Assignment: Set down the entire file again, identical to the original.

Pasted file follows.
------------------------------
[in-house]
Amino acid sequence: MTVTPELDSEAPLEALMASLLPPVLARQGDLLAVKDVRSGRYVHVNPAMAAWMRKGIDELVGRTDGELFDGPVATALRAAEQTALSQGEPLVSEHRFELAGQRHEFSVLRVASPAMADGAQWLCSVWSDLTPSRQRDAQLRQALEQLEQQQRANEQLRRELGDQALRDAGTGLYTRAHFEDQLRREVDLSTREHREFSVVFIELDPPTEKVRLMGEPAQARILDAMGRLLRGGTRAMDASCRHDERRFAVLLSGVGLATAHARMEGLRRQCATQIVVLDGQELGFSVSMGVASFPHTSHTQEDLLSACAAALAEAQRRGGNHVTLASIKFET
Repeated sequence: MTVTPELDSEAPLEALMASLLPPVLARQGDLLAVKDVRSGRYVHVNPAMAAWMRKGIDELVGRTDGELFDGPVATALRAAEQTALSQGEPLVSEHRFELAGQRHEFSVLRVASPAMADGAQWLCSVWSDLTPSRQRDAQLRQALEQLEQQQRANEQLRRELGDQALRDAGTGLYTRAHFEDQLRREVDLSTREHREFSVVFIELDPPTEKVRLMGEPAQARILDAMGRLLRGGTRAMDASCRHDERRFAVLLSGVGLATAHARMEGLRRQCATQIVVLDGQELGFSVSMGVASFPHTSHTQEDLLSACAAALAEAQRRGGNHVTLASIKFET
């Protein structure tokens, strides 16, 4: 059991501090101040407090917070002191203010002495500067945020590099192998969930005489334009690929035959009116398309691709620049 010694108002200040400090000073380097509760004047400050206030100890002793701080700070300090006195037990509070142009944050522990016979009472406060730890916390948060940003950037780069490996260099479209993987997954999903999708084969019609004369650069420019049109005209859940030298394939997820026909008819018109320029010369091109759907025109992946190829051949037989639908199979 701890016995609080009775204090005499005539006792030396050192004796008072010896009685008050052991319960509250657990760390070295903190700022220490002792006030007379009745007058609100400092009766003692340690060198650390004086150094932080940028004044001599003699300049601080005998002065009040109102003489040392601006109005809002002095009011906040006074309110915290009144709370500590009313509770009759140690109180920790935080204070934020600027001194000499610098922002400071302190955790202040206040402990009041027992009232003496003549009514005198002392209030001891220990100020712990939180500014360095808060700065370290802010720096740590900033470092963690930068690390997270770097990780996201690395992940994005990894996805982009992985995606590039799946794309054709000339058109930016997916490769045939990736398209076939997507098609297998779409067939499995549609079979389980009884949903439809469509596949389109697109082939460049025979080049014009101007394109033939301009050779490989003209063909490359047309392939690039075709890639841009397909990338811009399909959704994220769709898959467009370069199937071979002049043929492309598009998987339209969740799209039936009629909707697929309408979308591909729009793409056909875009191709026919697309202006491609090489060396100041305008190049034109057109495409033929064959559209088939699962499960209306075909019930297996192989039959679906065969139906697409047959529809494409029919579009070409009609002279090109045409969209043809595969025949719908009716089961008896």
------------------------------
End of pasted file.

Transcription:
[in-house]
Amino acid sequence: MTVTPELDSEAPLEALMASLLPPVLARQGDLLAVKDVRSGRYVHVNPAMAAWMRKGIDELVGRTDGELFDGPVATALRAAEQTALSQGEPLVSEHRFELAGQRHEFSVLRVASPAMADGAQWLCSVWSDLTPSRQRDAQLRQALEQLEQQQRANEQLRRELGDQALRDAGTGLYTRAHFEDQLRREVDLSTREHREFSVVFIELDPPTEKVRLMGEPAQARILDAMGRLLRGGTRAMDASCRHDERRFAVLLSGVGLATAHARMEGLRRQCATQIVVLDGQELGFSVSMGVASFPHTSHTQEDLLSACAAALAEAQRRGGNHVTLASIKFET
Repeated sequence: MTVTPELDSEAPLEALMASLLPPVLARQGDLLAVKDVRSGRYVHVNPAMAAWMRKGIDELVGRTDGELFDGPVATALRAAEQTALSQGEPLVSEHRFELAGQRHEFSVLRVASPAMADGAQWLCSVWSDLTPSRQRDAQLRQALEQLEQQQRANEQLRRELGDQALRDAGTGLYTRAHFEDQLRREVDLSTREHREFSVVFIELDPPTEKVRLMGEPAQARILDAMGRLLRGGTRAMDASCRHDERRFAVLLSGVGLATAHARMEGLRRQCATQIVVLDGQELGFSVSMGVASFPHTSHTQEDLLSACAAALAEAQRRGGNHVTLASIKFET
């Protein structure tokens, strides 16, 4: 059991501090101040407090917070002191203010002495500067945020590099192998969930005489334009690929035959009116398309691709620049 010694108002200040400090000073380097509760004047400050206030100890002793701080700070300090006195037990509070142009944050522990016979009472406060730890916390948060940003950037780069490996260099479209993987997954999903999708084969019609004369650069420019049109005209859940030298394939997820026909008819018109320029010369091109759907025109992946190829051949037989639908199979 701890016995609080009775204090005499005539006792030396050192004796008072010896009685008050052991319960509250657990760390070295903190700022220490002792006030007379009745007058609100400092009766003692340690060198650390004086150094932080940028004044001599003699300049601080005998002065009040109102003489040392601006109005809002002095009011906040006074309110915290009144709370500590009313509770009759140690109180920790935080204070934020600027001194000499610098922002400071302190955790202040206040402990009041027992009232003496003549009514005198002392209030001891220990100020712990939180500014360095808060700065370290802010720096740590900033470092963690930068690390997270770097990780996201690395992940994005990894996805982009992985995606590039799946794309054709000339058109930016997916490769045939990736398209076939997507098609297998779409067939499995549609079979389980009884949903439809469509596949389109697109082939460049025979080049014009101007394109033939301009050779490989003209063909490359047309392939690039075709890639841009397909990338811009399909959704994220769709898959467009370069199937071979002049043929492309598009998987339209969740799209039936009629909707697929309408979308591909729009793409056909875009191709026919697309202006491609090489060396100041305008190049034109057109495409033929064959559209088939699962499960209306075909019930297996192989039959679906065969139906697409047959529809494409029919579009070409009609002279090109045409969209043809595969025949719908009716089961008896």